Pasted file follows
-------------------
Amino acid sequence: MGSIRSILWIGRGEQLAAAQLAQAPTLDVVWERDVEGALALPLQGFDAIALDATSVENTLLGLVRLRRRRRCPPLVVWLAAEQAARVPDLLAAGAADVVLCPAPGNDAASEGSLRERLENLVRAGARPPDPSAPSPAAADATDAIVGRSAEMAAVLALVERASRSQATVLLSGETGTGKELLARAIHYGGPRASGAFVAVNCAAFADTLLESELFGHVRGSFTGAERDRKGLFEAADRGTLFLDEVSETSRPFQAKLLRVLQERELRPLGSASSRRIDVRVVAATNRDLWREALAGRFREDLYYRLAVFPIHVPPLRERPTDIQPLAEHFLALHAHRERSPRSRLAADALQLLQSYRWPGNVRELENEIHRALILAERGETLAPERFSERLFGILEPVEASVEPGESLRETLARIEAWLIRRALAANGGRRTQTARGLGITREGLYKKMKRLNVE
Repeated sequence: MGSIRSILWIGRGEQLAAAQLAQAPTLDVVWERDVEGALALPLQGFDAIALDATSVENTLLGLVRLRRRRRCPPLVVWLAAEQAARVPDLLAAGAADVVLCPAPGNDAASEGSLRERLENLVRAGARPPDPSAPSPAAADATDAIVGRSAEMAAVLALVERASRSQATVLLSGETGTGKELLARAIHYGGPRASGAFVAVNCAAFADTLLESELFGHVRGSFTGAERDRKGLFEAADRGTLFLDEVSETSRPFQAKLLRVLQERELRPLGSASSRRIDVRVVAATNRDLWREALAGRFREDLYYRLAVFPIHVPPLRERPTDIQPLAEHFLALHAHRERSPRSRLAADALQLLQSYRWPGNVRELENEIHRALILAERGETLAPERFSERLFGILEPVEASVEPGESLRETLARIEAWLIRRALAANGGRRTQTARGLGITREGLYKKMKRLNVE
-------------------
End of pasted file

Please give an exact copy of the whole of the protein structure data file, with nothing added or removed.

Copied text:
Amino acid sequence: MGSIRSILWIGRGEQLAAAQLAQAPTLDVVWERDVEGALALPLQGFDAIALDATSVENTLLGLVRLRRRRRCPPLVVWLAAEQAARVPDLLAAGAADVVLCPAPGNDAASEGSLRERLENLVRAGARPPDPSAPSPAAADATDAIVGRSAEMAAVLALVERASRSQATVLLSGETGTGKELLARAIHYGGPRASGAFVAVNCAAFADTLLESELFGHVRGSFTGAERDRKGLFEAADRGTLFLDEVSETSRPFQAKLLRVLQERELRPLGSASSRRIDVRVVAATNRDLWREALAGRFREDLYYRLAVFPIHVPPLRERPTDIQPLAEHFLALHAHRERSPRSRLAADALQLLQSYRWPGNVRELENEIHRALILAERGETLAPERFSERLFGILEPVEASVEPGESLRETLARIEAWLIRRALAANGGRRTQTARGLGITREGLYKKMKRLNVE
Repeated sequence: MGSIRSILWIGRGEQLAAAQLAQAPTLDVVWERDVEGALALPLQGFDAIALDATSVENTLLGLVRLRRRRRCPPLVVWLAAEQAARVPDLLAAGAADVVLCPAPGNDAASEGSLRERLENLVRAGARPPDPSAPSPAAADATDAIVGRSAEMAAVLALVERASRSQATVLLSGETGTGKELLARAIHYGGPRASGAFVAVNCAAFADTLLESELFGHVRGSFTGAERDRKGLFEAADRGTLFLDEVSETSRPFQAKLLRVLQERELRPLGSASSRRIDVRVVAATNRDLWREALAGRFREDLYYRLAVFPIHVPPLRERPTDIQPLAEHFLALHAHRERSPRSRLAADALQLLQSYRWPGNVRELENEIHRALILAERGETLAPERFSERLFGILEPVEASVEPGESLRETLARIEAWLIRRALAANGGRRTQTARGLGITREGLYKKMKRLNVE